The Collected Doug Wright: Volume One: Canada’s Master Cartoonist by Doug Wright. Introduction by Lynn Johnston (For Better or For Worse). Drawn & Quarterly, 2009. 9781897299524. Beautifully designed by Seth. 240 wonderfully oversized 240pp.
Gene: Do you know who Doug Wright was?
G: He was kind of…
S: Is he that Canadian guy?
G: He’s that Canadian who the Doug Wright Awards are named after.
S: Oh yeah.
G: I was going to say he’s kind of like the Charles Schulz of Canada? His comics don’t look much like Peanuts, but they were beloved. They ran for a long time in Canadian newspapers. His most famous was Little Nipper or Nipper, which became Doug Wright’s family.
What I really like is that this is an oversized book that has blown up some of his drawings, especially from the beginning of his career, and it shows you how amazing his comics were. They were mostly, I think, black and white and red, so black and red ink plus white space on the page. They’re all about a little boy, Nipper, and his family.
There’s a huge biographical essay in the book about Wright’s life, which I didn’t read much of. But there are some pieces of his art that are very cool. It’s supposed to cover 1949 – 1962, so it’s before this smaller format Nipper collection which I also have, which covers 1963 – 1964.
Look, his early comics were so old school.
S: Lots of detail!
G: And not very cartoony. And then he started submitting gags and comic strips and he simplified his style. The book has submissions for syndication that weren’t accepted. You can see he was playing with dialogue, placement of dialogue, with silent comic strips…and then, what’s great is (there are photos of him and his life, he’s beloved and respected) …there are other drawings he did. I believe he lived in Montreal throughout his life, so there are a lot of images he did for The Standard magazine there. He drew amazing cars, he really reduced their designs to simple lines. Look at the detail in these oversized drawings — this is why the book has to be so big.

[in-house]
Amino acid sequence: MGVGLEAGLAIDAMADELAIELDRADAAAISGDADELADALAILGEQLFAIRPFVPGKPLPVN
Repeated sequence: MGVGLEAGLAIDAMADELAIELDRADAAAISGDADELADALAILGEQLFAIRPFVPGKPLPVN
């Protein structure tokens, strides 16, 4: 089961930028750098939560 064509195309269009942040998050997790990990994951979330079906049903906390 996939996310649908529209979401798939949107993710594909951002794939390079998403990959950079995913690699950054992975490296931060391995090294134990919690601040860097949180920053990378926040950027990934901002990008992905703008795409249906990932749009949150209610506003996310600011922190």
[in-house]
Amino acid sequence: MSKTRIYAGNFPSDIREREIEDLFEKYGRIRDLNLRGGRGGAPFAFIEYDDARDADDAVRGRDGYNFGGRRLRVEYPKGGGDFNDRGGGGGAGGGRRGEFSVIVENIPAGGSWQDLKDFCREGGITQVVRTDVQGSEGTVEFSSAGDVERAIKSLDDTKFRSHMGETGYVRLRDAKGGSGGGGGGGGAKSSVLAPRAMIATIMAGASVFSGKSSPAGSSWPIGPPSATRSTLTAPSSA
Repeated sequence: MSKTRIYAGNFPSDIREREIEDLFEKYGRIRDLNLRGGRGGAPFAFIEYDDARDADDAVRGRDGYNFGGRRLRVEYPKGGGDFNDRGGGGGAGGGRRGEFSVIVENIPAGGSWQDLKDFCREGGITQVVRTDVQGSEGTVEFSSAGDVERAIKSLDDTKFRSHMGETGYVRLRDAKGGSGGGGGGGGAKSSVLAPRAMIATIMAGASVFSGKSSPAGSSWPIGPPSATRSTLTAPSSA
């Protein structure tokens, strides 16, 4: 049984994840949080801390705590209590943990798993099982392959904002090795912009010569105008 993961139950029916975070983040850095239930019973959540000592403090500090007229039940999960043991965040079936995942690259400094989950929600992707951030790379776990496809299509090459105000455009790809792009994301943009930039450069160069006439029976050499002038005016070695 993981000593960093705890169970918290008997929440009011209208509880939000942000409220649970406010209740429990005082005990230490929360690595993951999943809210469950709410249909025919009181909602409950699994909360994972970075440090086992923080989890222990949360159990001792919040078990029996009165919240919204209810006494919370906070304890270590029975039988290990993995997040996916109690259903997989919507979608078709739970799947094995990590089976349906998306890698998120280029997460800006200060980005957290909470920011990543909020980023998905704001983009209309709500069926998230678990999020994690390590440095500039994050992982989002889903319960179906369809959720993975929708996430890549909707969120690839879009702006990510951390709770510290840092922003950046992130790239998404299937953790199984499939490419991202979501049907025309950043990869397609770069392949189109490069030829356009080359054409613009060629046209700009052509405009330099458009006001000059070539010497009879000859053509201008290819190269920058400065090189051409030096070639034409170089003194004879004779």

G: There are other drawings, other comic strips…look at that picture on p. 64 of cars in traffic, for a magazine.
S: Beautiful perspective.
G: The traffic seems to be breaking the boundaries of the page. And this is a Montreal Star cover, a drawing of the inside of a bookstore. I just love it. And a guy is tracking mud throughout the store.
S: The book display signs are great: “Banned in Toronto.” (laughs) And all of the books are drawn, they don’t seem to be mere suggestions of books.
G: It’s an incredible level of detail.
Another super cool thing: his personal Christmas cards.
And this is the first few years of Nipper, in vertical columns. The number of panels he used varied. He started out using lots of reds. I’m not sure if this was the same size it appeared at originally or not, but the art is huge in this book. And they’re all silent, the misadventures of the little boy, Nipper.
Are you struck by how they feel like they’re from an earlier, idealized time? They have a great sense of motion and emotion without words. And they’re all on the same theme. It started in 1949.
And then in 1950 he drew a full page comic for Christmas, the first time he did that. What I like about it is that the boy’s parents wait until he’s asleep to bring the Christmas tree in. Was that a thing? Was it a secret? Was Santa bringing trees back then?
S: Not in my family.
G: And then of course he wakes his exhausted parents up super early in the morning.
Wright went on like this until about 1951 when he removed the red border and started putting the red into the comic strips as an accent color. What I love is that some are 8 panels tall, some are 6 panels, some are just 4 panels tall. Here’s another Christmas strip (full color, full page) where a kid listens to “Jingle Bells” over and over and over again until the dad finally buries the record in the yard.
S: He really used the space flexibly.
G: And there was no sense that he was crowding the space, either, despite how much is going on in the strips. It feels open because Wright isn’t using all of the available space. That white space let it all breathe. And it’s all about this obnoxious boy.
I often think that the vertical format for comic strips is more Japanese. I wonder if, way back when, this was done more in North American newspapers, before space for comics become so much more limited.
This strip is one of my favorites.
Here’s Nipper with a sucker. He puts it on the floor as the cat tries to grab the wrapper, and it ends up stuck to the back of the cat.
Wright used other colors, too. There’s one about a fireworks display with a lot of blue in it.
G: So this includes content through 1962, then the ’63-’64 collection I have is very small, and it’s wider than it is tall, a much different form factor. And it looks like the format of his strips had totally changed by then, that he’d gone to using what I think of as the Sunday comics format, which allowed him to have super wide panels.
S: You’re sure they didn’t just rearrange that for the big book?
G: I think so. The later strips wouldn’t have fit together right for a vertical display. There are some that have page-wide panels. But he varied the format within the traditional Sunday comics space, too. He didn’t stick with the same number of panels on top and bottom row. It looks like he just did whatever served the idea for a particular strip, which I like so much. And which is the opposite of what Schulz did in Peanuts dailies, where he almost always stuck with 4 panel comics.